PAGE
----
The Gibson Les Paul is one of history’s most iconic instruments, and unsurprisingly, its legendary status has spawned countless imitations and “inspired by” copies of its timeless design. On the more sinister side of things, though, is the counterfeit market that has emerged in recent years. Despite the significant legal threats of the Gibson Corporation, several well-known websites infamous for peddling these knock offs have failed to cease and desist.
To begin let’s look at some fast facts about fake Gibson Les Pauls
- The fretboard binding on a genuine Gibson should hide exposed fret ends
- If the price seems too good to be true, it almost certainly is
- If the potentiometers are unbranded, it’s almost certainly fake
- The truss rod cover on a fake will usually have too many screws
In his KillerGuitarRigs guide, you will learn:
- Who sells fake Gibson Les Pauls?
- What is the harm with fake Gibson Les Pauls?
- What are the signs that suggest a Gibson Les Paul is fake?
- Who Sells Fake Gibson Les Pauls?
- What Is The Harm With Fake Gibson Les Pauls?
- What Are The Signs That Suggest A Gibson Les Paul Is Fake?
- Final Thoughts On How To Spot A Fake Gibson Les Paul
Who Sells Fake Gibson Les Pauls?
This is not an attempt to single out any particular nation, however, the vast majority of fake Gibson Les Paul guitars do come out of China. It’s not unheard of for them to appear from other far eastern countries, but large scale e-commerce websites hosted in China are rife with knock off Gibsons. In fact, it’s not just Gibson Les Pauls they sell – imagine any famous guitar, custom, special edition, relic’d, and you’ll find it on these websites.
The more you buy, the cheaper they get per unit, which makes them an attractive prospect to people looking to make a quick buck on eBay or Craigslist. But they don’t only sell to wholesalers, they’ll happily sell you just one of their fake Gibson Les Pauls, or “Chibson” Les Pauls, as they’re sometimes nicknamed.
What Is The Harm With Fake Gibson Les Pauls?
Some may claim that Gibson’s outlandish pricing structure fueled the rise of the fake Les Paul. After all, all but the most basic models are far out of the reach of the average working musician price wise. Others say that it’s marketing gone wrong – Gibson have fueled the desire to have that open book headstock on a guitar to such a point that vanity might drive some players to forego an Epiphone, which is likely of vastly superior quality, just to have a guitar that looks a bit like a Gibson (later you will learn why this isn’t always the case).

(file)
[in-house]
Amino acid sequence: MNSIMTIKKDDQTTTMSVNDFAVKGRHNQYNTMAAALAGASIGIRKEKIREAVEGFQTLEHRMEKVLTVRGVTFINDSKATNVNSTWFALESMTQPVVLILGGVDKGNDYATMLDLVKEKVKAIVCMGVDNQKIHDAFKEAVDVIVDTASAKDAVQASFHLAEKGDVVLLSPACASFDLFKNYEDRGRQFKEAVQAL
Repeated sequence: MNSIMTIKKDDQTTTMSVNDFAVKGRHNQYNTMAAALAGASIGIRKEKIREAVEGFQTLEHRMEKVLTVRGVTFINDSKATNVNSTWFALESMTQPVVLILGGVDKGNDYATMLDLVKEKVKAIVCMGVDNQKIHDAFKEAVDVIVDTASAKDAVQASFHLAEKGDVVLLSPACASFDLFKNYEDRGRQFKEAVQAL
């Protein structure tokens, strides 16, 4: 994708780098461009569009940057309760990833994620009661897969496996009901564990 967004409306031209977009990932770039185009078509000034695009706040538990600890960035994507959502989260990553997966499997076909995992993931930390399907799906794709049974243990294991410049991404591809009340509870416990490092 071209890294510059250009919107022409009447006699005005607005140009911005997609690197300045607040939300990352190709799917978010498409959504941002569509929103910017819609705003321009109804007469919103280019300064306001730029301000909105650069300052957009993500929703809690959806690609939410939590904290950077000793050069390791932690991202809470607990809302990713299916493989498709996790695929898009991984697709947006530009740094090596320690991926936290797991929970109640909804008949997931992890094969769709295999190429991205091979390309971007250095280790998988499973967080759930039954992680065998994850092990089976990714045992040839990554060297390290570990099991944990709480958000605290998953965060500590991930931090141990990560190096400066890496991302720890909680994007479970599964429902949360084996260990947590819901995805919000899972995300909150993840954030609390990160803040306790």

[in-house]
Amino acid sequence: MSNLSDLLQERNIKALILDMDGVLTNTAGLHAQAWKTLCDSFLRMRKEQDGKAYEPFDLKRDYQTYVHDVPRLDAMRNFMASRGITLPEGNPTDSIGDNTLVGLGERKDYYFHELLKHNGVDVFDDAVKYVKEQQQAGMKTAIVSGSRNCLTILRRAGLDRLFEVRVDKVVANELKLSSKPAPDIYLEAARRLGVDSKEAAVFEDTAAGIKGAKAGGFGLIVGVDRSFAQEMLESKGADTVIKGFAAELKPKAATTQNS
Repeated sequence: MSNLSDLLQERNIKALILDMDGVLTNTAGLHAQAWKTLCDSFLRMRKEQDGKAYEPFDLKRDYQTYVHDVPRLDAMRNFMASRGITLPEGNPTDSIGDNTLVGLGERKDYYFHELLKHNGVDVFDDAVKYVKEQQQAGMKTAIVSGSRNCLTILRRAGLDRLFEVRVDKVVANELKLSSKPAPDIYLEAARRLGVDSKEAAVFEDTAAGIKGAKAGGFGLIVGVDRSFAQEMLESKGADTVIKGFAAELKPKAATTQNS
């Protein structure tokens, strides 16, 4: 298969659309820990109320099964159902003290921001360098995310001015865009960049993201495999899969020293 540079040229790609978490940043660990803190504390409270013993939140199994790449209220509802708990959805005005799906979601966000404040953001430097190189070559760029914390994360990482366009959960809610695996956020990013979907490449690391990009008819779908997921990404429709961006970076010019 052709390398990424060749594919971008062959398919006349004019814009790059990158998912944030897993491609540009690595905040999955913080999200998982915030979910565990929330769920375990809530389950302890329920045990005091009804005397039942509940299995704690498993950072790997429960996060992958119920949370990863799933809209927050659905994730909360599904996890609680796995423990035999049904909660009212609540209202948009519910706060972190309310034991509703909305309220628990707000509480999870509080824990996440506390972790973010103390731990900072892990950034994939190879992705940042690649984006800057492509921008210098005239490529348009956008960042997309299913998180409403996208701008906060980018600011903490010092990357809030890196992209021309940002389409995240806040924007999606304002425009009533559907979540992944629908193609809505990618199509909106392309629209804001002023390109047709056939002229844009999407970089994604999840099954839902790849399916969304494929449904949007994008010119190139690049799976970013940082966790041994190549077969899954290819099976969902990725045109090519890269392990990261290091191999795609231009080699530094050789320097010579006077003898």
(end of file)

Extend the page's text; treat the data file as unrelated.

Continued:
If someone is happy to look past the questionable labor, the stolen intellectual property, and the potential stigma of being called out on their knock off, then that’s on them. That is a conscious decision, not necessarily a good one, but one made of free will, nonetheless.
The big problem arises when somebody who isn’t well versed in how to spot a fake sees the deal of a lifetime on Craigslist or Marketplace for their dream Gibson Les Paul, only to later discover that it was a fake, and they have spent hundreds on a worthless counterfeit. Even worse, the players who pay what they think is fair market value for a Les Paul, potentially thousands of dollars, and it turns out to be a fake. These buyers did not purchase these instruments knowing that all they were buying was an open book headstock and some cheap components, and this is the real harm.
When fakes circulate from the hands of the wholesalers and those who knew what they were buying, into the hands of the innocent guitar shopper, that’s where the real problem arises.
What Are The Signs That Suggest A Gibson Les Paul Is Fake?
Fortunately, the desire of the counterfeiters to make quick money outweighs their desire to properly research the instruments they are faking. Many of these fakes suffer from the very same inconsistencies and variations from an Original Gibson Les Paul, and that makes them relatively easy to spot. Please do remember that this guide is aimed at providing hints and tips on spotting fakes, and there is no guarantee that a guitar that doesn’t have any of these telltale signs is not a fake – if it doesn’t feel right, it probably isn’t, and if it seems too good to be true, it probably is!
Truss Rod Cover
An easy first spot is the truss rod cover. A genuine Gibson Les Paul will only ever have 2 screws in the truss rod cover, and they should be vertically aligned, one at the top, one at the bottom. If it has 3 screws, no matter which orientation, it is almost certainly a fake. Gibson has never made a truss rod cover with 3 screws. Again, even if it only has the requisite 2 screws it may still be a counterfeit, you still need to look for the other telltale signs.
Headstock Logo Text